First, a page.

October 28, 2016
Clark Rector Jr., Executive Vice President of Government Affairs
- FCC Chairman Recommends Changes to Privacy Rulemaking
- Louisiana Commission Looks at Advertising Tax Exemption
- Food Advertising Under Fire Around the World
- Clinton Targets DTC Ads
- Advertising Day on the Hill
On October 27, the Federal Communications Commission (FCC) approved new privacy rules for broadband service providers. In early October, FCC Chairman Tom Wheeler released a Fact Sheet regarding the Commission’s previously released Notice of Proposed Rulemaking that made dramatic and unprecedented changes to the Notice.
Most notably, by expanding the definition of “sensitive data,” to include web browsing and application use data when linked to a device alone. Sensitive data requires a consumer’s opt-in to use or share. This is a significant departure from accepted industry practice and customer expectation that the collection and use of web viewing and application use data for advertising purposes is subject to an opt-out choice.
The Federal Trade Commission (FTC), the agency with a long history of privacy protection, has long held that “sensitive data” does not include web browsing or application use data.
AAF and many of our sister associations wrote to the FCC explaining our concerns with the change and the harm it would do to businesses, consumers and the thriving Internet economy which relies on the support of data-driven advertising. Also expressed, was the concern that the rules only apply to service providers and not other entities in the online world.
Additionally, in-person follow-up meetings with FCC Commissioners and staff took place for further discussions. AAF and our allies have submitted a Proposal Regarding Sensitive Information and Consent and a series of “ex parte” letters responding to specific concerns.
We have communicated that industry self-regulation through the Digital Advertising Alliance (DAA) has effectively addressed consumer privacy concerns. Self-regulation can typically adapt to changes in technology and practices more quickly than the government can. DAA CEO Lou Mastria recently published an op-ed explaining the role of self-regulation in the context of the FCC Notice. Additionally, the DAA announced in October that it intends to start enforcing the industry’s privacy code for cross-device tracking in February of 2017.
On October 4, the Louisiana Sales Tax Streamlining & Modernization Commissionconducted a routine hearing to examine a long list of exclusions and exemptions to the state’s sales tax code, including advertising services (relevant video begins at approximately 50 minutes in).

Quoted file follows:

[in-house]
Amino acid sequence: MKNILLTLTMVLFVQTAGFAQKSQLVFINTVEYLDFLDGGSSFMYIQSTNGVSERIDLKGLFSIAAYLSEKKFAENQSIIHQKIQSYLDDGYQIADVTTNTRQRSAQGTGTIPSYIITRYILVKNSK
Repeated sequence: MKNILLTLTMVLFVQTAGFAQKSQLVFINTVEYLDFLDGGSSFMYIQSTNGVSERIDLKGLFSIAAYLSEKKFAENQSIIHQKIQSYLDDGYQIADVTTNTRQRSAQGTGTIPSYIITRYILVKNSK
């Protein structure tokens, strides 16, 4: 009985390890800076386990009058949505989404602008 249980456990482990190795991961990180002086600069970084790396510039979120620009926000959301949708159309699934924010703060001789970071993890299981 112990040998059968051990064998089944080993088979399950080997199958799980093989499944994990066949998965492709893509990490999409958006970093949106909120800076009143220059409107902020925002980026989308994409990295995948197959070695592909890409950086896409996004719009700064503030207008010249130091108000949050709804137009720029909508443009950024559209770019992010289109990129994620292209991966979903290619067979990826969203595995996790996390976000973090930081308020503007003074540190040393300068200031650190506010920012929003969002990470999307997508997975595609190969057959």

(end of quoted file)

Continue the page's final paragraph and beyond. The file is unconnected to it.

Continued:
Jason Broha, a member of the AAF-Baton Rouge Board of Directors testified before the Commission on behalf of the club and AAF. He explained the economic impact that advertising has on jobs in Louisiana and the harm that removing the exemption would do the state’s economy and local businesses. Commission members were unanimous in their position that advertising should not be a taxable service in the state. They subsequently passed a motion clarifying that any recommendations passed by the Commission explicitly state that advertising should remain an untaxed service.
At a recent international assembly, the World Medical Association recommended that “the advertising of non-nutritious products be restricted during television programming and other forms of media that appeal to children.” In Israel, a Health Ministry Committee has recommended that ads for “unwholesome” foods directed at children be banned and those for adults be subject to restrictions.
Neither body has the power to enact their recommendations, but they illustrate the mindset of many activists that believe that attacking commercial speech is the way to address societal problems.
Presidential candidate Hillary Clinton released her extended plan to address prescription drug price hikes, which includes her previously announced proposed restrictions on pharmaceutical advertising. Specifically, the plan would “eliminate corporate write-offs for direct-to-consumer advertising” and “establish a mandatory FDA pre-clearance procedure for these ads.” AAF will continue to fight harmful proposals such as these and continue to educate lawmakers of the many benefits of DTC advertising, especially their proven ability to prompt many consumers to visit a doctor to begin needed conversations about important medical conditions. We will also remind them that government approval of advertising strikes at the very heart of the First Amendment guarantees of free speech.
Mark your calendars for AAF’s Advocacy & Action: Advertising Day on the Hill on the evening of March 29 and all day March 30. At this exciting free event, attendees will learn from lawmakers and experts about the issues facing the advertising industry and take their message to Capitol Hill in meetings with their Senators, Representatives and their staffs.
“Attending the American Advertising Federation Day on the Hill event is not only an opportunity to understand some of the issues facing our industry, but a chance to become a part of the solution. I found this to be the single most helpful and insightful event in the AAF organization. It is an honor to attend this event,” said Lisa Delany, AAF District 15 Lt. Governor.
Registration and hotel information will be announced very soon, but for now save the date and plan to be in Washington, DC on March 29 and 30 for AAF’s Advocacy & Action: Advertising Day on the Hill.
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